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post #1 of 14 Old 01-02-2013, 11:57 AM - Thread Starter
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Been going through numerous threads and websites and think I have closed in on what I want/need but since I still feel totally naked on that subject and don't wanna buy the wrong stuff. I would be very happy if you could take a quick look at my choices (house is one level ranch style, so all the wiring runs in the roof):

AMP:
Lync 6 v2
Amp model DMA-1275: max 200 watts per zone
HTDNET-LYNC (don't want any plates, just wanna run it via phone - android for me, apple for the missus)

SPEAKERS:
Monoprice 6-1/2 Inches Kevlar 2-Way In-Ceiling Speakers (Pair) - 60W Nominal, 120W Max.
OR
Micca M-6C 6.5 Inch 2-Way

SOURCE (own it already):
Yamaha RX-V673 (via Zone 2)

WIRES:
Is 16 gauge fine or should I us 14 gauge?

PLATES:
2xCBL-BP8 Plate with 8 pair of Binding Posts

CODES:
This is really important to me so I won't run into any problems when selling the house. I just moved to the US like a year ago so I am not at all familiar with stuff like that. What do I have to consider? Do the all the wires have to run through a tube? Is it good enough if the wires are dedicated in wall wires such as monoprice's?


- I would want to put two speakers in the master bedroom,, two bathrooms, the kitchen, 2-4 in the dining room (dining and kitchen can be one zone) and 2 on the patio and maybe later on 2 in our gazebo tongue.gif (if kitchen/dining combo)

A) It says i can hook up to 24 speakers but there are only 12 plugs, would I literally just hook up two speakers in one plug? Does the wattage divide exactly by 2 then?

B) Do I need banana plugs if I am not planning on moving the system again till I move out?

C) Would I be fine with the DMA-1240? Is the 1275 'overkill'?

D) Kitchen dining area is the largest of these zones, would I benefit *a lot* from moving up to an 8 inch 3-way speaker? I want the whole system to be as little noticeable as possible. Does the benefit outweigh the disadvantage?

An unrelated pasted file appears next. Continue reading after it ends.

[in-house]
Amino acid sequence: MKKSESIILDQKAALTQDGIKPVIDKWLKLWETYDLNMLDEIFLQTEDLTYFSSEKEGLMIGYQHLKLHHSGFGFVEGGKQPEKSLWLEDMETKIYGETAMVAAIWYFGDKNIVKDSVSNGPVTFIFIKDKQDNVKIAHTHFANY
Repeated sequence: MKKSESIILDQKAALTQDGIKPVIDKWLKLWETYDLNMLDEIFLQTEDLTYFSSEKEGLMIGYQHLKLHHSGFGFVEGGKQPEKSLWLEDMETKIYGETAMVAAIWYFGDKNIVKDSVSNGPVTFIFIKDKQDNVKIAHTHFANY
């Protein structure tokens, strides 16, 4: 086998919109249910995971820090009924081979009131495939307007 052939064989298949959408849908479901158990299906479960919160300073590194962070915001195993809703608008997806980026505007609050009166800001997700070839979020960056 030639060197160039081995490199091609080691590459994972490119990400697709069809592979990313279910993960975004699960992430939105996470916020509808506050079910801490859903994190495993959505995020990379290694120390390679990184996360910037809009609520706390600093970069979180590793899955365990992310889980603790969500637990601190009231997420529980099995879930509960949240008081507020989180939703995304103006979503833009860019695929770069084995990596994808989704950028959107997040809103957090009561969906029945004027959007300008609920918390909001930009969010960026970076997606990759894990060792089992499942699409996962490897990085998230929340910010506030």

E) My outdoor speakers are the Yamaha NS-AW150BL 2-Way which are only 6 Ohms, is that a problem?


I am open to any changes/suggestions as long as it doesn't push the budget too far wink.gif I am definitely not an audiophile having hearing aids - lol - but they are sophisticated enough for me to be able to differ between good and bad sound wink.gif (they cost more that the whole system after all, lol)


Thanks for your time and advice, highly appreciated! Itching to pull the trigger!

Edit: What would be the best way to put an additional on/off switch between the amp and the outdoor speakers so they don't blast on accident at night?
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post #2 of 14 Old 01-02-2013, 12:57 PM
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Originally Posted by El Burrito View Post

HTDNET-LYNC (don't want any plates, just wanna run it via phone - android for me, apple for the missus)

Don't dismiss the in-room controls so easily... They are always where you left them, and quick and easy to use. Nothing wrong with using a mobile device for control, but it can be "both", doesn't have to be "either". Do you carry your phone around with you everywhere in the house? Think about how you might use the system... Retrofitting the keypads for these systems isn't difficult (not trivial, but not impossible), especially in a 1-level house with attic access. If anything, think about putting keypads in "primary" places where volume adjustment or source selection may be frequently used.